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Compton
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Joined: 2005/2/24
Posts: 2732


 Re:

Quote:
There seems to be a sort of 'universalist' attitude that prevails when people die, or an 'all roads lead to God' attitude if you like.



Here is a progression as I've often observed it.

1) A new convert holds the pure belief that the cross of Christ alone atones for sin, and justifies the sinner before God.

2) Soon afterwards this new Christian feels disillusionment in discovering that not all who confess Christ are genuine believers.

3) In seeking differentiation from hypocrites, the young believer adopts the notion that a healthy measure of personal sincerity in vital for making making a true Christian.

4) In reaction to shameless hypocrisy in the church, he continues to affirm the cross of Christ doctrinally, but actively begins to emphasize the practice of sincerity, repentance and sorrow as if they are sacraments, making one acceptable to God.

5) This project of insisting on demonstrations of true faith is frustrated by the observation that many non-christians exhibit better lives (in our judgement) then some Christians.

6) With his concerns for hypocrisy distracting him from the Savior, the young Christian is tempted to think that God would be unfair that he would allow some Christians to suffer for their faith, while others have an easier time in life. Indeed, he begins to admire the non-christian who suffers for their belief-system. This sense of injustice that a morally and spiritually sincere person is not acceptable to God, even though they seem to live better then the Christian, embarrasses the young Christian from preaching the sufficiency of Christ alone, lest he allows someone to escape the due penalty of their sin simply through faith alone. In his secret incredulity over the unfairness of the Gospel, he's well on his way to becoming a universalist.

This is simplistic I know...but I've seen this dynamic at work. It's a kind of logic rooted deep in the human heart.

MC




_________________
Mike Compton

 2008/10/22 12:29Profile
ccchhhrrriiisss
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Joined: 2003/11/23
Posts: 4501


 Re:

Hi enid...

Quote:
Why is it that there is no answers to these questions? None?

Well, we all know there is, but it seems people are afraid to reach conclusions.

There certainly is an answer to this question -- but I hesitate to state just who knows it (on this side of Eternity).

I don't think that we are "afraid" to reach conclusions. Rather, we might feel that it is wise to avoid teaching a conclusion as a fact. In many such matters (where the ultimate timing or supporting facts are not entirely clear), would it not be better to focus on the things that we DO know? For instance, we can proclaim that we should not die in sin. We can proclaim that to be "absent from the body is to be present with the Lord." Yet we can avoid the doctrinal and overly-specific schisms that tend to divide or might even be incorrect (yet heavily taught or pursued).

I know that it is the desire of each and every one of us to be pure in our speech and doctrines. None of us want to be guilty of teaching something that might not be entirely clear -- or even understandable to our limited human minds and perspective. We have the mind of Christ, but we still see [i]through a glass darkly[/i] (I Corinthians 13). I do know, however, that when Christ returns -- we will know the definitive answer to this (and all other) questions!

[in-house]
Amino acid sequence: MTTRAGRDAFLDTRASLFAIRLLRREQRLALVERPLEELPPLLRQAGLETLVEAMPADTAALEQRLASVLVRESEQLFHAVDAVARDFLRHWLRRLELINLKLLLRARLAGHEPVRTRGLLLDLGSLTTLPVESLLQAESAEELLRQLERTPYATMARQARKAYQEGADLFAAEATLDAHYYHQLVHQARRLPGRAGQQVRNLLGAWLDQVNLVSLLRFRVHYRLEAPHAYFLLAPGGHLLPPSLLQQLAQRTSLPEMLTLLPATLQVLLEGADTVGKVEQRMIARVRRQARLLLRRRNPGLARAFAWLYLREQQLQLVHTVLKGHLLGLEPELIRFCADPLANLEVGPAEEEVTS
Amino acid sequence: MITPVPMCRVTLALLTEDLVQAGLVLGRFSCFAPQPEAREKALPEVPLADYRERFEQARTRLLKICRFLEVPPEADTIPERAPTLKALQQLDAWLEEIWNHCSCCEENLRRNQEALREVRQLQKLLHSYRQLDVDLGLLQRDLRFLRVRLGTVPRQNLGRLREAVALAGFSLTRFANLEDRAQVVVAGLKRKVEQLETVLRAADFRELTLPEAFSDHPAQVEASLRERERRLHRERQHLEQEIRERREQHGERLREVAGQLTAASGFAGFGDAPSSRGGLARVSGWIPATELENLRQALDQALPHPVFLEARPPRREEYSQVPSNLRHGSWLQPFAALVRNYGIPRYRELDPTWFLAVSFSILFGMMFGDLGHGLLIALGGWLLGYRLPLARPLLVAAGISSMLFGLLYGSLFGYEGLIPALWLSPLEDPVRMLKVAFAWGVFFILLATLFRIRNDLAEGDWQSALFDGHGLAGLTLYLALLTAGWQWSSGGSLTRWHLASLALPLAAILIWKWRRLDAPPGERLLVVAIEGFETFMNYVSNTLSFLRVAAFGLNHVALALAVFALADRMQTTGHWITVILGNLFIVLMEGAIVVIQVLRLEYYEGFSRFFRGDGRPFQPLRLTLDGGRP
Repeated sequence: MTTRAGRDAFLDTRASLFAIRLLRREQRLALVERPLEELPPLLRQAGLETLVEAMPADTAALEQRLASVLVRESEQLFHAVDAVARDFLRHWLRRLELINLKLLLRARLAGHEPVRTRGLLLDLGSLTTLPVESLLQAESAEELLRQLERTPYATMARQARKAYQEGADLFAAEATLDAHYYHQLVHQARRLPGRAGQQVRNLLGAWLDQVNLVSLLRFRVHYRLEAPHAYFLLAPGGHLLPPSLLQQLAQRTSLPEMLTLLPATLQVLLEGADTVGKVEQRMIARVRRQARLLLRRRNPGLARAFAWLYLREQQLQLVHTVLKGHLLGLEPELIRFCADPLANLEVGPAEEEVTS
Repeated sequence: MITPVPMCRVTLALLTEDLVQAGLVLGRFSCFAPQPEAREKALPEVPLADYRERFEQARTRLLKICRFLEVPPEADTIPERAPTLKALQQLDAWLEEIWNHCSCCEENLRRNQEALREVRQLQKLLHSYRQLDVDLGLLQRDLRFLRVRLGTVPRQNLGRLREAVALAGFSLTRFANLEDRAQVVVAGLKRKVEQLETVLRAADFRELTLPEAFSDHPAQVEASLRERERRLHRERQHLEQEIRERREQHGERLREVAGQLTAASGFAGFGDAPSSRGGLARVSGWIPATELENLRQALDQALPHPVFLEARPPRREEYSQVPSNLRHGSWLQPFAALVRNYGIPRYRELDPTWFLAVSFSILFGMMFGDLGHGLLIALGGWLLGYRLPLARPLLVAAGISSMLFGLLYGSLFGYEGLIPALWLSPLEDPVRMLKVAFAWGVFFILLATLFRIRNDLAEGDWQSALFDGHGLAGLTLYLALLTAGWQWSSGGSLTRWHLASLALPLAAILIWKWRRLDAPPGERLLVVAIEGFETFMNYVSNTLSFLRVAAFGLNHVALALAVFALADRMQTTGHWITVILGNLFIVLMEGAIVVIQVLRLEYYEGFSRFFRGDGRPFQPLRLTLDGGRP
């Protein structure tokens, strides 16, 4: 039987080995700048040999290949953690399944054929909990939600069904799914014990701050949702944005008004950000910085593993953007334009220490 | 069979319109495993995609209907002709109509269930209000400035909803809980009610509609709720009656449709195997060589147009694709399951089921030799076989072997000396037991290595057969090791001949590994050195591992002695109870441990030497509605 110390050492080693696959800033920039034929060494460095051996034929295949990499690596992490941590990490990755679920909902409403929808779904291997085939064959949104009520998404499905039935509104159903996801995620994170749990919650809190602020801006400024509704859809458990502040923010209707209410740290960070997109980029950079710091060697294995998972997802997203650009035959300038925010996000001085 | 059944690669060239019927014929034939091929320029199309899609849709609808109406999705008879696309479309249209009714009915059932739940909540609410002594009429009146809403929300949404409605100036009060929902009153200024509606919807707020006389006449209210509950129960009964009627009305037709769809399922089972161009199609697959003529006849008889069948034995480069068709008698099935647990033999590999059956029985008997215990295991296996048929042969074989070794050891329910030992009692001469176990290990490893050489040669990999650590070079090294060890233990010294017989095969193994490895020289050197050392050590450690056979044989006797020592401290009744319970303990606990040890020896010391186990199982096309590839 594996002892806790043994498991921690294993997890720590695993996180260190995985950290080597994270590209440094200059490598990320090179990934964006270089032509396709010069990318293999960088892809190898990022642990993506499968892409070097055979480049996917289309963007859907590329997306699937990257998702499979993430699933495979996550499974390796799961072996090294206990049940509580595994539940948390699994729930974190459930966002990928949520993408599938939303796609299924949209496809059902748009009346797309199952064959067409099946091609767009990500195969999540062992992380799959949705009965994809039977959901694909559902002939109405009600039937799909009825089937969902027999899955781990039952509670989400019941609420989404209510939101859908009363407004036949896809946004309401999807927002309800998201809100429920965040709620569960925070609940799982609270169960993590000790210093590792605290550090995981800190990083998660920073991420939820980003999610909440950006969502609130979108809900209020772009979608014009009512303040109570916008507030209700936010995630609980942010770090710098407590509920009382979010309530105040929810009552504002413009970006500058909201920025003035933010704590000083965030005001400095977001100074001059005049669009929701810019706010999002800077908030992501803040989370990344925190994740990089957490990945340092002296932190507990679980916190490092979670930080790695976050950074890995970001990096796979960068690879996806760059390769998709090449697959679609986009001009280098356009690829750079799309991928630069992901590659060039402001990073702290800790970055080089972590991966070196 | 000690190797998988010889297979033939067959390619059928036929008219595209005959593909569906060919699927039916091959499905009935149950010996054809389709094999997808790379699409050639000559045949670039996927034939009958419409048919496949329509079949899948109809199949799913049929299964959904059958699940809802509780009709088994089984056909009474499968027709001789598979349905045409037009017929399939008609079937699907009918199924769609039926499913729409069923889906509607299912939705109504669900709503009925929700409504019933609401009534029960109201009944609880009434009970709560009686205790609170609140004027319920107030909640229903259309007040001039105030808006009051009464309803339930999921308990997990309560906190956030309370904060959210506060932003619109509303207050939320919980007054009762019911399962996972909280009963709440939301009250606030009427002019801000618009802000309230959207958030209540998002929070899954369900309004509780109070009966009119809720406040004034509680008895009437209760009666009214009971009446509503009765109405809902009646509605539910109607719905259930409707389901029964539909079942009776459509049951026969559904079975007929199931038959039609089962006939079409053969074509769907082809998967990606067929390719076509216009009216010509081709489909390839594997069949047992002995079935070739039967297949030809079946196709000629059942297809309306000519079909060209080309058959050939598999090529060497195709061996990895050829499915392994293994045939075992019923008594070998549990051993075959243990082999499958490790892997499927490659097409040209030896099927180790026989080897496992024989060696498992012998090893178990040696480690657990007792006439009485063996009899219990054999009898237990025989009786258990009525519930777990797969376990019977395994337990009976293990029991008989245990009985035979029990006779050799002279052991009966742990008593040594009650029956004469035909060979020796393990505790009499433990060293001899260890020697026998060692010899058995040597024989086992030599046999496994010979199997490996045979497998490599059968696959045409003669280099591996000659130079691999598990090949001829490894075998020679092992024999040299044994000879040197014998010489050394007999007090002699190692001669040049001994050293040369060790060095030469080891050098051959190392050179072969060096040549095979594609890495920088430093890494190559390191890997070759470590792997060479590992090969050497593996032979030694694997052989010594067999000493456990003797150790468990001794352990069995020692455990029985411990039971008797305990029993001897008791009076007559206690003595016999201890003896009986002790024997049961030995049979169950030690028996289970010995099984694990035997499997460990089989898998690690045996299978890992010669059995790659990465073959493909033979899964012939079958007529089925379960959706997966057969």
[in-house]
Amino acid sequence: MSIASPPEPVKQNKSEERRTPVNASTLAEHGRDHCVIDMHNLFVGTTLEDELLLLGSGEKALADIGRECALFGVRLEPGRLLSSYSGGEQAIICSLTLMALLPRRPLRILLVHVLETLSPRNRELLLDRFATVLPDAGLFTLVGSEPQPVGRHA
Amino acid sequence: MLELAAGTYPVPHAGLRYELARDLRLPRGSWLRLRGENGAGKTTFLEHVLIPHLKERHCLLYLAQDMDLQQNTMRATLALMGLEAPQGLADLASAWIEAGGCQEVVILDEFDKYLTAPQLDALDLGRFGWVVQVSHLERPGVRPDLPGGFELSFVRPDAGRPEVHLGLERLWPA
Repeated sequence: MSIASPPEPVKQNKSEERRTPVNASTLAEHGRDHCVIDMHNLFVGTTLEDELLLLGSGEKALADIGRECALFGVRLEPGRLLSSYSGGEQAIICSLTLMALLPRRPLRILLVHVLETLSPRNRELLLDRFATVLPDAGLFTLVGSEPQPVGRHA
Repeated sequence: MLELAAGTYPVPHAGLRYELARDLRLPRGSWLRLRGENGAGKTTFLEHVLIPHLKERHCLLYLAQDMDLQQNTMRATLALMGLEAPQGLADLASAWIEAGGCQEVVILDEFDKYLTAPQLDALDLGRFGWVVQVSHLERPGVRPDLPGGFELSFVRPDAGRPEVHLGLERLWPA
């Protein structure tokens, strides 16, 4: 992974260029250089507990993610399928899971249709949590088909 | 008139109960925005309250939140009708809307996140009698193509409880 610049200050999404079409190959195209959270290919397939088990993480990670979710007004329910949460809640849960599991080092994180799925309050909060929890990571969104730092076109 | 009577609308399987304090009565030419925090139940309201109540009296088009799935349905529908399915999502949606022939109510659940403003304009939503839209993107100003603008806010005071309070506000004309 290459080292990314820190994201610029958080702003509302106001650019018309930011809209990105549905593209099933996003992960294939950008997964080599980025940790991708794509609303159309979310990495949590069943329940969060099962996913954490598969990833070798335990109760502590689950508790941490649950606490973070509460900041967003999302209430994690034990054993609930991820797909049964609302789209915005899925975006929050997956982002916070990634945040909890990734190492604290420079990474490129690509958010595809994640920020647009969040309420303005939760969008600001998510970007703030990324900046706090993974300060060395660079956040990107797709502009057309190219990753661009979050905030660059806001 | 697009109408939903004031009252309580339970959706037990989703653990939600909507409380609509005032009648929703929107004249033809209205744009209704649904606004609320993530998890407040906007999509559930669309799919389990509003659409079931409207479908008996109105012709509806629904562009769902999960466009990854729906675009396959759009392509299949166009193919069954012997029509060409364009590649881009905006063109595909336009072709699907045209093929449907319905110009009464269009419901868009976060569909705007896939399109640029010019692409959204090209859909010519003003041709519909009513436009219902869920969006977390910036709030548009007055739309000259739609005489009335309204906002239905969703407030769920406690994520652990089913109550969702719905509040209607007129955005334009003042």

:-)


_________________
Christopher

 2008/10/22 15:43Profile









 Re:

I wrote

Quote:
Thank you for reading this thread.

I am a little confused about the Bible and Judgement. Does Judgement Day happen each and every moment that someone dies? ...AND there will be the 'greater' Judgment Day when Christ returns? This would then mean that as soon as one dies that they go directly to heaven or hell...?

The reason I ask is because the pastor at the South Korean church that I attend made a statement two weeks ago that has not sat well within me.

An elder of the church died a few weeks ago and last week the pastor said that he is in heaven and we are to now enjoy a meal in his honor (we usually eat after each service, but this one was going to be 'extra special').

What I am having a problem with is not that the elder would make it to heaven or not, but whether or not a (any) pastor has that knowledge or right. Something that further bothers me is if this was someone who was not an elder, nor was saintly, but just a 'sunday Christian' whom had never received Christ and then the pastor casually said that he too 'was in heaven'.

I could go on, but I think I will only confuse myself even further. It just seems like a dangerous habit to get oneself into...proclaiming ones destination.

Am I wrong in questioning this? Am I judging?

Blessings.



then...

Quote:

enid wrote:
I think perhaps we forgot this scripture.

1 Peter 3v15,'But sanctify the Lord God in your hearts, and always be ready to give a defense to everyone who asks you a reason for the hope that is in you, with meekness and fear.'

Why is it that there is no answers to these questions? None?

Well, we all know there is, but it seems people are afraid to reach conclusions.




It seems though that no one can really answer the first part of my question, but the second part I wonder more about...

...does a pastor have the knowledge, wisdom, or right to proclaim someones final destination?

 2008/10/23 1:20
jalex
Member



Joined: 2008/10/27
Posts: 1


 Re: